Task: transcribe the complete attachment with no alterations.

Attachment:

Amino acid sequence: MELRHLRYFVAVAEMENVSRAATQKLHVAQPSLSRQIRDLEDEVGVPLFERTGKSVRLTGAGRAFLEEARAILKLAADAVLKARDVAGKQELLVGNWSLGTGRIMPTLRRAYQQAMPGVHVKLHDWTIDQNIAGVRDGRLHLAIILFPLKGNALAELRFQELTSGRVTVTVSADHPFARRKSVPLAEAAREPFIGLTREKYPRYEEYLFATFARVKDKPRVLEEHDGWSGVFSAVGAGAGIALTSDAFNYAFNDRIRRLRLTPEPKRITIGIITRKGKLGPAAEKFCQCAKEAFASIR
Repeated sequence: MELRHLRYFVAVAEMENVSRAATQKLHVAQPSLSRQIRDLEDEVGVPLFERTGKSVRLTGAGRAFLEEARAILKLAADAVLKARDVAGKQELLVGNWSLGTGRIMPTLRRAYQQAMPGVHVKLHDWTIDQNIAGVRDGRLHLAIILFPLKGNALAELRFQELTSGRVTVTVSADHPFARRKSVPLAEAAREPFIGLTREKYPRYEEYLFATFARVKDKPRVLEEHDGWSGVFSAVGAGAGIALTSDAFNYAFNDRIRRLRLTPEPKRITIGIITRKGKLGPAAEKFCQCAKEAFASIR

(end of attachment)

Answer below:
Amino acid sequence: MELRHLRYFVAVAEMENVSRAATQKLHVAQPSLSRQIRDLEDEVGVPLFERTGKSVRLTGAGRAFLEEARAILKLAADAVLKARDVAGKQELLVGNWSLGTGRIMPTLRRAYQQAMPGVHVKLHDWTIDQNIAGVRDGRLHLAIILFPLKGNALAELRFQELTSGRVTVTVSADHPFARRKSVPLAEAAREPFIGLTREKYPRYEEYLFATFARVKDKPRVLEEHDGWSGVFSAVGAGAGIALTSDAFNYAFNDRIRRLRLTPEPKRITIGIITRKGKLGPAAEKFCQCAKEAFASIR
Repeated sequence: MELRHLRYFVAVAEMENVSRAATQKLHVAQPSLSRQIRDLEDEVGVPLFERTGKSVRLTGAGRAFLEEARAILKLAADAVLKARDVAGKQELLVGNWSLGTGRIMPTLRRAYQQAMPGVHVKLHDWTIDQNIAGVRDGRLHLAIILFPLKGNALAELRFQELTSGRVTVTVSADHPFARRKSVPLAEAAREPFIGLTREKYPRYEEYLFATFARVKDKPRVLEEHDGWSGVFSAVGAGAGIALTSDAFNYAFNDRIRRLRLTPEPKRITIGIITRKGKLGPAAEKFCQCAKEAFASIR